The Torah works in tandem with Teva, nature. The first part of this Psalm has the heavens telling of the glory of God. They pray in a never-ending litany of praise. The cosmic scope of the opening verses give us notice of the expanse of God’s greatness. The sun in its unending circuit lights the way of the LORD. And night declares the Creator’s wisdom. God’s glory is present in all things. And yet, there is more to God than just nature. There is the Law. Nature and Law. Teva and Torah.

The author of this passage put these two things together for a reason. A reason that may or may not make sense to our 21st century mindset.

The author spends the time painting the picture of God’s creative power in order to then bring the ethereal majesty of God to a personal reality in the embodiment of the Torah. What the torah, the law, represents to the ancient hebrew people is the revelation in which God revives and enhances humanity. The torah is the means in which the people are able to relate to YHWH.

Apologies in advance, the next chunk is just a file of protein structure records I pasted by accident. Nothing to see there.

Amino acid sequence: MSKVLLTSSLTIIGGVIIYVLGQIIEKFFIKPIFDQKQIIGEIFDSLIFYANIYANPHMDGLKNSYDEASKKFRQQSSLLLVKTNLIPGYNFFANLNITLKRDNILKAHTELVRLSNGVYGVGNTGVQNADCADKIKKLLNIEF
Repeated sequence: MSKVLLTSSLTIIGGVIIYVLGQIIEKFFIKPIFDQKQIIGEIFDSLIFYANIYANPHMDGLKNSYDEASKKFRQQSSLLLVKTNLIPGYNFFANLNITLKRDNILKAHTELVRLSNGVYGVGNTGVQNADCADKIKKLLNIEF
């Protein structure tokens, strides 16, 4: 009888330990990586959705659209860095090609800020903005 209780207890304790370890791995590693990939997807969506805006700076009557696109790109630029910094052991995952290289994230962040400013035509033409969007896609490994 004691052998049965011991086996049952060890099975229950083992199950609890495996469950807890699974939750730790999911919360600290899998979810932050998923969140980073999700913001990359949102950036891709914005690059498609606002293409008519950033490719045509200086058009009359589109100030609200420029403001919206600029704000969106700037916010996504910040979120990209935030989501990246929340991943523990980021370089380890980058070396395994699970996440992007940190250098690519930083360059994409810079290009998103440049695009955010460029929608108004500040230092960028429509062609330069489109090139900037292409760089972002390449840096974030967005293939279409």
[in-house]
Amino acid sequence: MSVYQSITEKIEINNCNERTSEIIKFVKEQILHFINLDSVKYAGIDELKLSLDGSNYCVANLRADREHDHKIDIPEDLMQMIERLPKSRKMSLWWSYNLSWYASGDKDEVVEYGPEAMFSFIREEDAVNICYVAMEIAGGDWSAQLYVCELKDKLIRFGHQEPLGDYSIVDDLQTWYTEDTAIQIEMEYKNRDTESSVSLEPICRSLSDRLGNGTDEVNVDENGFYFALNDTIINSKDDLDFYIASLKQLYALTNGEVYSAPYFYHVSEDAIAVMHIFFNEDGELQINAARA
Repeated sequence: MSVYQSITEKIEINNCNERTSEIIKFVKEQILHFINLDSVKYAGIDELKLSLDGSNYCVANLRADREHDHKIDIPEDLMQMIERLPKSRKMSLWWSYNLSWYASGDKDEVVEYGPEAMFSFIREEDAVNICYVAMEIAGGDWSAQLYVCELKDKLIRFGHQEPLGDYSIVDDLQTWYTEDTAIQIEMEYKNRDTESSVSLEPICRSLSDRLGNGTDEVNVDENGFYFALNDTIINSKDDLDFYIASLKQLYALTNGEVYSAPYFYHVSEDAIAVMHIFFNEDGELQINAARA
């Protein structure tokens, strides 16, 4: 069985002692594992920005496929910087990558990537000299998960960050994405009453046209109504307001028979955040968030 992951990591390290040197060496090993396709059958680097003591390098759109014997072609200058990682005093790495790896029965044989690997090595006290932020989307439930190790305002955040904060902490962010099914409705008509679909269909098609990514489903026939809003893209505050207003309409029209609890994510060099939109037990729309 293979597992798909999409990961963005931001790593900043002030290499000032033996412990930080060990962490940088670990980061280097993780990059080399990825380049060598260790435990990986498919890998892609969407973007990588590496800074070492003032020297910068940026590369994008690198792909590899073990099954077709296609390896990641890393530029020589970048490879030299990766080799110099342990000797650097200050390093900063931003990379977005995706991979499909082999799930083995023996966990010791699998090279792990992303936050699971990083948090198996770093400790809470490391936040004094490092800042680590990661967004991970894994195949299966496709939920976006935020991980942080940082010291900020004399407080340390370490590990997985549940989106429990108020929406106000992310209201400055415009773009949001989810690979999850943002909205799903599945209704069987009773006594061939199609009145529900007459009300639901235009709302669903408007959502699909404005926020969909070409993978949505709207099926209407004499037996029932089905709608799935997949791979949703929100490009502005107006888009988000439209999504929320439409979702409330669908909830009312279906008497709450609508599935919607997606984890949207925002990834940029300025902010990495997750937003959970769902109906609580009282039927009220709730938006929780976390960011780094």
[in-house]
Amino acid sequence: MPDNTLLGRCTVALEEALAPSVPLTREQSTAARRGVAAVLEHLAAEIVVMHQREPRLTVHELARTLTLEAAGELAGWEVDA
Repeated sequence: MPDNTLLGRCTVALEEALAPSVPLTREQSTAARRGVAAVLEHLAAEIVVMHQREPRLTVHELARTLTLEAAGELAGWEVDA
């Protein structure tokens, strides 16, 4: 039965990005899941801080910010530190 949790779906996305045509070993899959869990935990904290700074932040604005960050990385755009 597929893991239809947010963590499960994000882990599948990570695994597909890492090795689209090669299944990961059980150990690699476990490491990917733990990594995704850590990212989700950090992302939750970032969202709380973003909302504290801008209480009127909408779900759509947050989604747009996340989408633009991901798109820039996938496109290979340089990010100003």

In our context, though, we don’t like rules. We don’t want to be told what to do. Our ways are the right ways. And we see God in nature. I know I do. When I look at a tree and listen to her story I see God’s protective presence. When I walk my dogs and they see something in the dirt that I totally miss, I start to pay closer attention. I love to play in the dirt. To imagine how God felt when forming us from that dirt and breathed life into us. Us, created in the image of the creator. God is all around. Why do we need the law? We have Jesus. Doesn’t Jesus trump the law?.